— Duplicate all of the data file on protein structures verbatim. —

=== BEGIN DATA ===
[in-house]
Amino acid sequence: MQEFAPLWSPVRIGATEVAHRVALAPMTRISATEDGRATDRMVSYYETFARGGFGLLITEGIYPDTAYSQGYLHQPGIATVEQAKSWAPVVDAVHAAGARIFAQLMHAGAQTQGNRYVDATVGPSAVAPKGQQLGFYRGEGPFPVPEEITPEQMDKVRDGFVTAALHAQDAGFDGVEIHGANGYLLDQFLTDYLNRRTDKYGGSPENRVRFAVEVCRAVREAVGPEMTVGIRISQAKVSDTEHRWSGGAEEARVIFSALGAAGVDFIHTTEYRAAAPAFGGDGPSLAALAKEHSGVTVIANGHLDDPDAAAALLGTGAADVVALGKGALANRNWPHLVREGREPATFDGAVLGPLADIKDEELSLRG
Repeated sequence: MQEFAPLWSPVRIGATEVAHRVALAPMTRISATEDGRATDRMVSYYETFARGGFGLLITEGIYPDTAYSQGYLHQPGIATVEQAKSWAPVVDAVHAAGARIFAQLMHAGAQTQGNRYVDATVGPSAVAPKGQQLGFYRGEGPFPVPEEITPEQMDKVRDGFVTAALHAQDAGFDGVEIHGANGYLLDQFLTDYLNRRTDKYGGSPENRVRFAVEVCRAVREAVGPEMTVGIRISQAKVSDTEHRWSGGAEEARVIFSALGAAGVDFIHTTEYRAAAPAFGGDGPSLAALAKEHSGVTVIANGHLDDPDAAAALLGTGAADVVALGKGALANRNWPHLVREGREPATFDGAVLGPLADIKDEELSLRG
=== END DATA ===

[in-house]
Amino acid sequence: MQEFAPLWSPVRIGATEVAHRVALAPMTRISATEDGRATDRMVSYYETFARGGFGLLITEGIYPDTAYSQGYLHQPGIATVEQAKSWAPVVDAVHAAGARIFAQLMHAGAQTQGNRYVDATVGPSAVAPKGQQLGFYRGEGPFPVPEEITPEQMDKVRDGFVTAALHAQDAGFDGVEIHGANGYLLDQFLTDYLNRRTDKYGGSPENRVRFAVEVCRAVREAVGPEMTVGIRISQAKVSDTEHRWSGGAEEARVIFSALGAAGVDFIHTTEYRAAAPAFGGDGPSLAALAKEHSGVTVIANGHLDDPDAAAALLGTGAADVVALGKGALANRNWPHLVREGREPATFDGAVLGPLADIKDEELSLRG
Repeated sequence: MQEFAPLWSPVRIGATEVAHRVALAPMTRISATEDGRATDRMVSYYETFARGGFGLLITEGIYPDTAYSQGYLHQPGIATVEQAKSWAPVVDAVHAAGARIFAQLMHAGAQTQGNRYVDATVGPSAVAPKGQQLGFYRGEGPFPVPEEITPEQMDKVRDGFVTAALHAQDAGFDGVEIHGANGYLLDQFLTDYLNRRTDKYGGSPENRVRFAVEVCRAVREAVGPEMTVGIRISQAKVSDTEHRWSGGAEEARVIFSALGAAGVDFIHTTEYRAAAPAFGGDGPSLAALAKEHSGVTVIANGHLDDPDAAAALLGTGAADVVALGKGALANRNWPHLVREGREPATFDGAVLGPLADIKDEELSLRG